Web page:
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Software testing

Software Testing is a process used to identify the correctness, completeness and quality of developed computer software. There are a number of different testing approaches that are used to do this ranging from the most informal ad hoc testing, to formally specified and controlled methods such as automated testing.

The quality of the application can and normally does vary widely from system to system but some of the common quality attributes include reliability, stability, portability, maintainability and usability. For a more complete listing of attributes it is suggested that the ISO standard ISO 9126[?] be consulted.

"An effective way to test code is to exercise it at its natural boundaries"
--Brian Kerninghan[?]

A list of software testing activities includes:

In general, software engineers distinguish software faults and software failures. In case of a failure, the software does not do what the user expects. A fault is a programming error that does not actually manifest itself. A fault can turn into a failure when the software is ported to a different hardware platform or a different compiler, or when the software gets extended.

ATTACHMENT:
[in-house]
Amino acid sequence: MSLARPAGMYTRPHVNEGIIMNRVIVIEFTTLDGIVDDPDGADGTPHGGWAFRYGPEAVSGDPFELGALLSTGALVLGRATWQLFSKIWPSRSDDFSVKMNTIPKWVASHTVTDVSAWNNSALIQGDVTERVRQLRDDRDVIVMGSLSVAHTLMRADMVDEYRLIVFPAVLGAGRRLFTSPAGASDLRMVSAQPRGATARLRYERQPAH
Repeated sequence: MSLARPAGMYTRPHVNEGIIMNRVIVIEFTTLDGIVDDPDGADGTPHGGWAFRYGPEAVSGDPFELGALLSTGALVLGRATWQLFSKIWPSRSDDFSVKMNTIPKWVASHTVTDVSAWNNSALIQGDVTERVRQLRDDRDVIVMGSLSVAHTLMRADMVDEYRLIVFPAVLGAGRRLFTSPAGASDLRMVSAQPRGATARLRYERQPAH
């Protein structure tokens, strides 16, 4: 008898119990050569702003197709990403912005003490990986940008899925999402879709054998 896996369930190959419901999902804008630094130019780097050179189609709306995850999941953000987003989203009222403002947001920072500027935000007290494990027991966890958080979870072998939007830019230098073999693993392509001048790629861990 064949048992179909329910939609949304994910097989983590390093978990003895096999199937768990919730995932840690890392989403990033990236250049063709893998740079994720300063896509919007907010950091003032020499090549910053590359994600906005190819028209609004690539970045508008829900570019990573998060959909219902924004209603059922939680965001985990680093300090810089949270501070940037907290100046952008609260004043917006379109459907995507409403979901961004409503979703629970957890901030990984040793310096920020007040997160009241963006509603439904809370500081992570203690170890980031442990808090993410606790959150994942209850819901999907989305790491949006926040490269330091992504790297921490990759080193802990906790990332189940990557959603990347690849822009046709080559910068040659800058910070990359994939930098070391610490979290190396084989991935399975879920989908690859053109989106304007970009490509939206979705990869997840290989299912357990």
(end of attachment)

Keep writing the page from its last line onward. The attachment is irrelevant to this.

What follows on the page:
Software testing is a sub-field of Software Quality Assurance[?]. In the latter, software engineers take a broader view on software and its development. They examine and change the software engineering process itself to reduce the amount of faults that end up in the code.

Regardless of the methods used or level of formality involved the desired result of testing is a level of confidence in the software so that the developers are confident that the software has an acceptable defect rate. What constitutes an acceptable defect rate depends on the nature of the software. An arcade video game designed to simulate flying an airplane would presumably have a much higher tolerance for defects than software used to control an actual airliner.

A problem with software testing is that the number of defects in a software product can be very large, and the number of configurations of the product larger still. Bugs that occur infrequently are difficult to find in testing. A rule of thumb is that a system that is expected to function without faults for a certain length of time must have already been tested for at least that length of time. This has severe consequences for projects to write long-lived reliable software.

See also

DMOZ (http://dmoz.org/Computers/Programming/Software_Testing/)

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